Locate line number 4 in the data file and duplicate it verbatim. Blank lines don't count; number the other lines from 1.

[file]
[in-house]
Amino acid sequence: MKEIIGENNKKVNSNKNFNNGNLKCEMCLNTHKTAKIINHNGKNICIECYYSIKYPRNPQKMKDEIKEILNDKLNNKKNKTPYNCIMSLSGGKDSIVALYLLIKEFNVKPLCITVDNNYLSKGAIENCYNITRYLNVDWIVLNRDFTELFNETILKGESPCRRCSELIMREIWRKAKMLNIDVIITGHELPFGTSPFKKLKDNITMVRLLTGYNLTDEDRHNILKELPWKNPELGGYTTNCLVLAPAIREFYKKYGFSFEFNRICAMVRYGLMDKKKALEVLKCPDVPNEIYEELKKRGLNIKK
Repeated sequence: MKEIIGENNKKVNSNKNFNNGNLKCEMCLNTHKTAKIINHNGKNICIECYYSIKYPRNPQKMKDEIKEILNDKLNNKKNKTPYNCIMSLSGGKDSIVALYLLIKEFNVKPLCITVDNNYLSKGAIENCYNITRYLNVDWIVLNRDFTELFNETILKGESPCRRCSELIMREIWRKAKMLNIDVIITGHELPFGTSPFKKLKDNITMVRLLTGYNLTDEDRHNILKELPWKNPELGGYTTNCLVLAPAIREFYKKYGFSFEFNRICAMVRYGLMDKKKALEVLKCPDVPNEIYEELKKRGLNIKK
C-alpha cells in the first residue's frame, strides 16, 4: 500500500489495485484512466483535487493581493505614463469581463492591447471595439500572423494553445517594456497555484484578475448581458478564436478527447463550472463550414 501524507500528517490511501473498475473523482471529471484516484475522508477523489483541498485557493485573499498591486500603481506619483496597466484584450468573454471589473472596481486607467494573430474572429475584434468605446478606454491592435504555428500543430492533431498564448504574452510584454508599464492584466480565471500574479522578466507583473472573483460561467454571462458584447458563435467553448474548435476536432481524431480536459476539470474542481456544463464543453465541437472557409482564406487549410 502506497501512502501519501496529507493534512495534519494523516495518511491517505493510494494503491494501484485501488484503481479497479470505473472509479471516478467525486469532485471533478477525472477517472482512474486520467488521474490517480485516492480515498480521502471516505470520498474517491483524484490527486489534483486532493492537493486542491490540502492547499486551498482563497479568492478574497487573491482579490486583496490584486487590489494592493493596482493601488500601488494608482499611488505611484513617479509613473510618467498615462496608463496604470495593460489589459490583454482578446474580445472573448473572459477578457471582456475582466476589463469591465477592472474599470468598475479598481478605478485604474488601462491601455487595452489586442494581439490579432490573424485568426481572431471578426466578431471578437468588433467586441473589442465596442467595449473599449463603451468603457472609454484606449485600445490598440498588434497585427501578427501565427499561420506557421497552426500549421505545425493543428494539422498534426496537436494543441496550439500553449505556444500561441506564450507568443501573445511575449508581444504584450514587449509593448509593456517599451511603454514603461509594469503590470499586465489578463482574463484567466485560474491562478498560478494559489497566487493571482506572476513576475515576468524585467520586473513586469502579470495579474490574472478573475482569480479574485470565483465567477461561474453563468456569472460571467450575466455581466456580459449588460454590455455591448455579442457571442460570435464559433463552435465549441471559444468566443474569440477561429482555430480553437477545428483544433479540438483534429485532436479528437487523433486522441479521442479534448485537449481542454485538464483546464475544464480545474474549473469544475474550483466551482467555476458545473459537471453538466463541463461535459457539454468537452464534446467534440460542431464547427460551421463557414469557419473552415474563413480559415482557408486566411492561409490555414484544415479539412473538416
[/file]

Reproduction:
C-alpha cells in the first residue's frame, strides 16, 4: 500500500489495485484512466483535487493581493505614463469581463492591447471595439500572423494553445517594456497555484484578475448581458478564436478527447463550472463550414 501524507500528517490511501473498475473523482471529471484516484475522508477523489483541498485557493485573499498591486500603481506619483496597466484584450468573454471589473472596481486607467494573430474572429475584434468605446478606454491592435504555428500543430492533431498564448504574452510584454508599464492584466480565471500574479522578466507583473472573483460561467454571462458584447458563435467553448474548435476536432481524431480536459476539470474542481456544463464543453465541437472557409482564406487549410 502506497501512502501519501496529507493534512495534519494523516495518511491517505493510494494503491494501484485501488484503481479497479470505473472509479471516478467525486469532485471533478477525472477517472482512474486520467488521474490517480485516492480515498480521502471516505470520498474517491483524484490527486489534483486532493492537493486542491490540502492547499486551498482563497479568492478574497487573491482579490486583496490584486487590489494592493493596482493601488500601488494608482499611488505611484513617479509613473510618467498615462496608463496604470495593460489589459490583454482578446474580445472573448473572459477578457471582456475582466476589463469591465477592472474599470468598475479598481478605478485604474488601462491601455487595452489586442494581439490579432490573424485568426481572431471578426466578431471578437468588433467586441473589442465596442467595449473599449463603451468603457472609454484606449485600445490598440498588434497585427501578427501565427499561420506557421497552426500549421505545425493543428494539422498534426496537436494543441496550439500553449505556444500561441506564450507568443501573445511575449508581444504584450514587449509593448509593456517599451511603454514603461509594469503590470499586465489578463482574463484567466485560474491562478498560478494559489497566487493571482506572476513576475515576468524585467520586473513586469502579470495579474490574472478573475482569480479574485470565483465567477461561474453563468456569472460571467450575466455581466456580459449588460454590455455591448455579442457571442460570435464559433463552435465549441471559444468566443474569440477561429482555430480553437477545428483544433479540438483534429485532436479528437487523433486522441479521442479534448485537449481542454485538464483546464475544464480545474474549473469544475474550483466551482467555476458545473459537471453538466463541463461535459457539454468537452464534446467534440460542431464547427460551421463557414469557419473552415474563413480559415482557408486566411492561409490555414484544415479539412473538416